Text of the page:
Campaigning Coniston - There’s a fighting spirit in this Lakeland town

PUBLISHED: 00:00 11 September 2019

Coniston. Coniston Cricket Club's Nathan Atkinson with the magnificent backdrop of Yewdale Crag towering over the pitch

Coniston. Coniston Cricket Club's Nathan Atkinson with the magnificent backdrop of Yewdale Crag towering over the pitch

Milton Haworth

The fighting spririt is alive and well and getting things done in this pretty Lakeland village.

Coniston Criket Club's new pavillionConiston Criket Club's new pavillion

There's no doubting the community spirit in Coniston. With barely 1,000 residents it manages to provide facilities for locals other communities have long since lost, and to draw visitors from all over the world.

They are attracted by the links to Victorian thinker John Ruskin, author Arthur Ransome and father and son speed kings Sir Malcolm and Donald Campbell. There's Coniston Water for sailors, swimmers and those who want to cruise in a steam-driven gondola. There are endless walks, round the lake, up Coniston Old Man or to beauty spots like Tarn Hows. There is a brewery, cafes, post office, thriving shops and increasing interest in the copper mines which once underpinned the local economy. But it is a commitment to self-reliance and defying the march of modern times which give the key to Coniston's success.

Typical is the revival of the local cricket club. With its stunning ground in the shadows of Yewdale Craggs, it has beauty on its side. More than 100 years since it was founded, however, the pavilion had become an embarrassment, falling down and with a leaking roof.

Grizedale Arts, a contemporary arts residency and commissioning agency, now based in Coniston Institute, attracted worldwide attention with a competition to design a new pavilion. After several years of planning battles, the club decided to go with a conventional design, raising £40,000 through grants. Electricians, plumbers, joiners and painters on the squad pitched in and it was finished two weeks before this season opened.

Anne Hall in the Coniston Tourist Information CentreAnne Hall in the Coniston Tourist Information Centre

Key to the money raising was the locally-based Rawdon Smith Trust, set up in 1964 when parish councillors were clever enough to buy the bed of the lake and invest revenues in the villages around its rim.

Now the cricket club is booming. 'It has been transformed,' said president, groundsman and umpire Nigel Dixon.

Club captain, secretary, treasurer and opening bowler Nathan Atkinson, is particularly pleased with the All Stars scheme for five-to-eight year olds who now swarm down to the ground on Friday night. Two men's team grace the Westmorland League and there are the beginnings of a women's team.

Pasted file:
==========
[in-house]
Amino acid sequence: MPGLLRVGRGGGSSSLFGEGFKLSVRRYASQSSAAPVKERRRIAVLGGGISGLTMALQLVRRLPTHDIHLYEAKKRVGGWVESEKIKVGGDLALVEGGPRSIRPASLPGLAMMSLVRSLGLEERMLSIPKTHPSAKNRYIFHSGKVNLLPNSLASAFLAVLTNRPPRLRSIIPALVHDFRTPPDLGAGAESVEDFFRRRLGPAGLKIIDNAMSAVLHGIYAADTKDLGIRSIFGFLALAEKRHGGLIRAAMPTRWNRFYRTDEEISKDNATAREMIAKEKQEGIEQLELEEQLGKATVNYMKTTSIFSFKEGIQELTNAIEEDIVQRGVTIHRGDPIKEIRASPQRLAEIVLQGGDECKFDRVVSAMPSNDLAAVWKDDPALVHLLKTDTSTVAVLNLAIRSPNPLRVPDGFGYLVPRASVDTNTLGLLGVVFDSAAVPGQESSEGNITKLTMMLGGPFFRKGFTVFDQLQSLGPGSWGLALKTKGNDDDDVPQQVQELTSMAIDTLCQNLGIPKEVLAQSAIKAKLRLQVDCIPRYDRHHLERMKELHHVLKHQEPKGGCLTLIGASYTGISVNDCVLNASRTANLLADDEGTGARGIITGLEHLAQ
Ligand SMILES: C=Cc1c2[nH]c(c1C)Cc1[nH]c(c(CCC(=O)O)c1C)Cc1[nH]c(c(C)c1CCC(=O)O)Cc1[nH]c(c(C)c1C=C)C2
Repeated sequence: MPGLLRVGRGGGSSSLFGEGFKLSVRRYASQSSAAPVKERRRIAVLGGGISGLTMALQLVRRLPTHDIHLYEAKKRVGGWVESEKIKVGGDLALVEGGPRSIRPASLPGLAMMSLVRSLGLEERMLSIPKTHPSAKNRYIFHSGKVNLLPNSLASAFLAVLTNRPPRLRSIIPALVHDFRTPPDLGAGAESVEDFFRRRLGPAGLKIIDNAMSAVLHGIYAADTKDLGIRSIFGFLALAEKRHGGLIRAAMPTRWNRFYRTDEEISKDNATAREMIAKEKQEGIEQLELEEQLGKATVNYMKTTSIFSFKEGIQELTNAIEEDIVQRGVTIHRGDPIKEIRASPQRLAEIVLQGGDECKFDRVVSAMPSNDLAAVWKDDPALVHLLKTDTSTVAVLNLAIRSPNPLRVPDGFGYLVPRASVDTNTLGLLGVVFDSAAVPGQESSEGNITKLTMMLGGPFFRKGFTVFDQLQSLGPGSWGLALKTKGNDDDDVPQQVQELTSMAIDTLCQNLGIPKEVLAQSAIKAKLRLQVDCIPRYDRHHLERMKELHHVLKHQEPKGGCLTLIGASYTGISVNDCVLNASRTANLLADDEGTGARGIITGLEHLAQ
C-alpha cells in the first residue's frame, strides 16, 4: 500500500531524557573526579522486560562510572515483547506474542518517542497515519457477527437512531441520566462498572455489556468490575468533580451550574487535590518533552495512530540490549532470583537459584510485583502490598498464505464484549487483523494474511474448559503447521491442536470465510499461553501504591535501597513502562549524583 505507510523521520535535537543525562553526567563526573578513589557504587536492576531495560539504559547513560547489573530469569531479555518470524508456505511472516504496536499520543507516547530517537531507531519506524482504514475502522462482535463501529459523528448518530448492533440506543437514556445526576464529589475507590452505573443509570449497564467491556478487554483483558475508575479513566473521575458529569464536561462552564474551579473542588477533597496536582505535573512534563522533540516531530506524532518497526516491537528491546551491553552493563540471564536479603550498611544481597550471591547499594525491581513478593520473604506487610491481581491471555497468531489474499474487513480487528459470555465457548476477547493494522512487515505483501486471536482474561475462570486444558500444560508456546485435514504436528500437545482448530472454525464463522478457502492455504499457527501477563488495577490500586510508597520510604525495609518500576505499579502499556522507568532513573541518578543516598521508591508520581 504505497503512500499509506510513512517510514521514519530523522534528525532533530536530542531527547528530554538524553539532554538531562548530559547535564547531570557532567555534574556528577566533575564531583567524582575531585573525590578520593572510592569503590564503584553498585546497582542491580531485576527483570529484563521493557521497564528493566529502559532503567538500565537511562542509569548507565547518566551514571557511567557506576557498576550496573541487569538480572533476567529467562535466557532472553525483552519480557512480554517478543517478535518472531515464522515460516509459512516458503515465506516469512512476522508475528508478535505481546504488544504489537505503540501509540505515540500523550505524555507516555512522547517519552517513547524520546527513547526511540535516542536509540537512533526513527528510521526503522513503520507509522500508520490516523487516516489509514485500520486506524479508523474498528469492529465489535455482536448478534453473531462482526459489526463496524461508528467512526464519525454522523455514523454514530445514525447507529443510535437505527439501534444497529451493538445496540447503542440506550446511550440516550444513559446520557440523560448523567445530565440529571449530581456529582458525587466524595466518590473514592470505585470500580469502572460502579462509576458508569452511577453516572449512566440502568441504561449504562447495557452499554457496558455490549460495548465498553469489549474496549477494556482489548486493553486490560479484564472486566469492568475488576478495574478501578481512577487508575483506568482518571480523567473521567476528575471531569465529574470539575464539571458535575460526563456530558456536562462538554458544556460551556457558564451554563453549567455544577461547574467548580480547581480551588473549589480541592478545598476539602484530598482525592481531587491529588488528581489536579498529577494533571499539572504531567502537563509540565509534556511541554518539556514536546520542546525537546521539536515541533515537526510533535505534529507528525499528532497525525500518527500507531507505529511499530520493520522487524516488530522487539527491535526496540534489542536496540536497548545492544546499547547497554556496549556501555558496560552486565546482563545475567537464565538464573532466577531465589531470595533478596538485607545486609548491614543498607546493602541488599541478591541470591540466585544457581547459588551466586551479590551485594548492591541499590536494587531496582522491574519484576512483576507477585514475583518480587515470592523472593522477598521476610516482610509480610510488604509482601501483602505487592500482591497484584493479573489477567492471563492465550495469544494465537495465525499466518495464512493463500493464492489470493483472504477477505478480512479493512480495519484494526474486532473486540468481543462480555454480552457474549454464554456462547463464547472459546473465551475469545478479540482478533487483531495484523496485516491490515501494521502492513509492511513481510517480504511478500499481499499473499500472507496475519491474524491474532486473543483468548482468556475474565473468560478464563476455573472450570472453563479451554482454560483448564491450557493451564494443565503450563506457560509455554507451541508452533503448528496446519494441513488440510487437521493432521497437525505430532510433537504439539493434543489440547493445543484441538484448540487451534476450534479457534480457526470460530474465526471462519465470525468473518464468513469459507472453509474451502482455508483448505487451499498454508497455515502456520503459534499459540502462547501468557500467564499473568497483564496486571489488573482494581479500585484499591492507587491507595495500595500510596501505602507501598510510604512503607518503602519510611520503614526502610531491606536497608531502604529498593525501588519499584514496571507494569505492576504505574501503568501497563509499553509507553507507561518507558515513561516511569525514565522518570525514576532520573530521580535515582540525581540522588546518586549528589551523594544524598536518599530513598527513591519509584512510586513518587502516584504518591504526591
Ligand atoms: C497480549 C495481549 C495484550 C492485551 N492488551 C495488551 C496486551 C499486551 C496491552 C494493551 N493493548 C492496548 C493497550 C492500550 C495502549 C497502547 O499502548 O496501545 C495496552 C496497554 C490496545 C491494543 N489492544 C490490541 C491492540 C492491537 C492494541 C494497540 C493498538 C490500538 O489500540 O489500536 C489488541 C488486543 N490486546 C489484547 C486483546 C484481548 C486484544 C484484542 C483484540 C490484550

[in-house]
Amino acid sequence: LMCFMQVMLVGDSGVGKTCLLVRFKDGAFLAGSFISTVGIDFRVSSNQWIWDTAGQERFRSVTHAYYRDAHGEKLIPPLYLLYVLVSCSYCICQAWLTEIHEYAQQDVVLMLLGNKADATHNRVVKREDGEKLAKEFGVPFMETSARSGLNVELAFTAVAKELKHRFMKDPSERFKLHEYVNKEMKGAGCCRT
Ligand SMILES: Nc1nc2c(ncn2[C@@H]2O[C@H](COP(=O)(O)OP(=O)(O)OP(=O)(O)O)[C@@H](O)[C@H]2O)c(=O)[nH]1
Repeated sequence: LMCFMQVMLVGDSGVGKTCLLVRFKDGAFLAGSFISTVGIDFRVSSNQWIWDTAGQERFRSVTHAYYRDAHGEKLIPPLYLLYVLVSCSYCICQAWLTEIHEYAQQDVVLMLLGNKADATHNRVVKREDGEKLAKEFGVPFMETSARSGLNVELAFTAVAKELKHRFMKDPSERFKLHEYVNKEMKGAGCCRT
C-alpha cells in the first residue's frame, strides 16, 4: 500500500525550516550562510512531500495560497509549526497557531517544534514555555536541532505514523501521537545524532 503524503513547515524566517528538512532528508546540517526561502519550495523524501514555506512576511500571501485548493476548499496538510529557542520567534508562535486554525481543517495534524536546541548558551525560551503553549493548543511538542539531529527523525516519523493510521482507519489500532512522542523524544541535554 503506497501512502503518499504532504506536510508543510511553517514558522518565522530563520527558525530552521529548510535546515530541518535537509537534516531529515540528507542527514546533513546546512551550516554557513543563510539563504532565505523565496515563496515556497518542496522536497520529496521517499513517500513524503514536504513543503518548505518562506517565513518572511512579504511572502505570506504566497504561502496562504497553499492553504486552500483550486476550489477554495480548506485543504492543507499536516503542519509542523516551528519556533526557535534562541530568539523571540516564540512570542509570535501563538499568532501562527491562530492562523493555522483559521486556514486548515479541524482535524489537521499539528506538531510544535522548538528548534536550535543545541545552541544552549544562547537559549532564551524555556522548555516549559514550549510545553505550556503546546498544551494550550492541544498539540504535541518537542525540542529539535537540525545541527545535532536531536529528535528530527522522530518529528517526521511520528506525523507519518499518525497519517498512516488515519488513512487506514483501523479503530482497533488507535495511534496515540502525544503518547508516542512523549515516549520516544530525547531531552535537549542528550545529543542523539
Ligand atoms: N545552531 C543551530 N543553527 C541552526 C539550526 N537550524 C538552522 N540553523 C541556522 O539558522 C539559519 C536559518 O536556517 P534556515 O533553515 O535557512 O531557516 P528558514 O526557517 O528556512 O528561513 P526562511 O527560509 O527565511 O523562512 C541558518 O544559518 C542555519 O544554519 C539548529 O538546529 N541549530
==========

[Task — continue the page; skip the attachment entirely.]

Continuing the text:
Helen Glaister, marketing manager of the Ruskin Museaum in Consiton with copper bombs outside the MuseumHelen Glaister, marketing manager of the Ruskin Museaum in Consiton with copper bombs outside the Museum

'It's awesome,' he says. 'We never thought it would happen but now we have never had so many people using the club. Takings over the bar are well up too,' he added.

With its last match of the season on September 14. Coniston Cricket Club is looking forward to a rosy future.

And a cricket ball's throw from the ground is the Ruskin Museum and Coniston Institute, now jointly run by a board of trustees.

They were both set up by John Ruskin and his acolytes, the Institute being Ruskin's pet project to bring education to the labourers at Coniston Copper Mines and other workers. By the end of the last century it had become run down and largely disused. Ten years ago this year Grizedale Arts moved from Rusland Valley, where it set up a theatre and sculpture park, to Lawson Park high above Coniston Water.

Grizedale Arts Director Adam Sutherland in the reading room in The InstituteGrizedale Arts Director Adam Sutherland in the reading room in The Institute

Adam Sutherland , the director for the last 20 years, said: 'The Institute asked us to help them bring it back to life. We recruited volunteer groups to help restore it room by room, starting with the kitchens.

'It is now totally self-sufficient, with an honesty shop selling creations that people make at home, with produce from gardening, cooking and home crafts. People bring in their excess jam, for example, register it, and people who buy the produce put money in an honesty box with the item's code. At the end of the month, 75% is returned to the maker and 25% goes to the upkeep of the Institute.'

Also in the complex is a vintage shop, which is run, from April until the end of September, by a group of antique traders from across the Lake District. Organiser Dianne Evans-Taylor, an Ulverston-based upholsterer, said: 'We hire the hall and run it as a community-led enterprise, with lots of local people dropping in.' Chair of the museum and Institute charity trust is Anne Hall MBE, who is a parish and district councillor. She also is one of 20 volunteers who run the Tourist Information Centre, around the corner in Ruskin Avenue. 'We took it over from the Lake District National Park Authority in 2006 who wanted to close it,' she said. 'Because we are not commercial, we like to give people value for their money on their holiday by giving them the benefit of local knowledge,' she said. Going by the entries in the visitor book, it certainly works with tourists from Australia to Mexico singing its praises. And you can't help feeling that Ruskin, whose birth 200 years ago this year is being celebrated across the world, would have approved of the enduring spirit of self-reliance.

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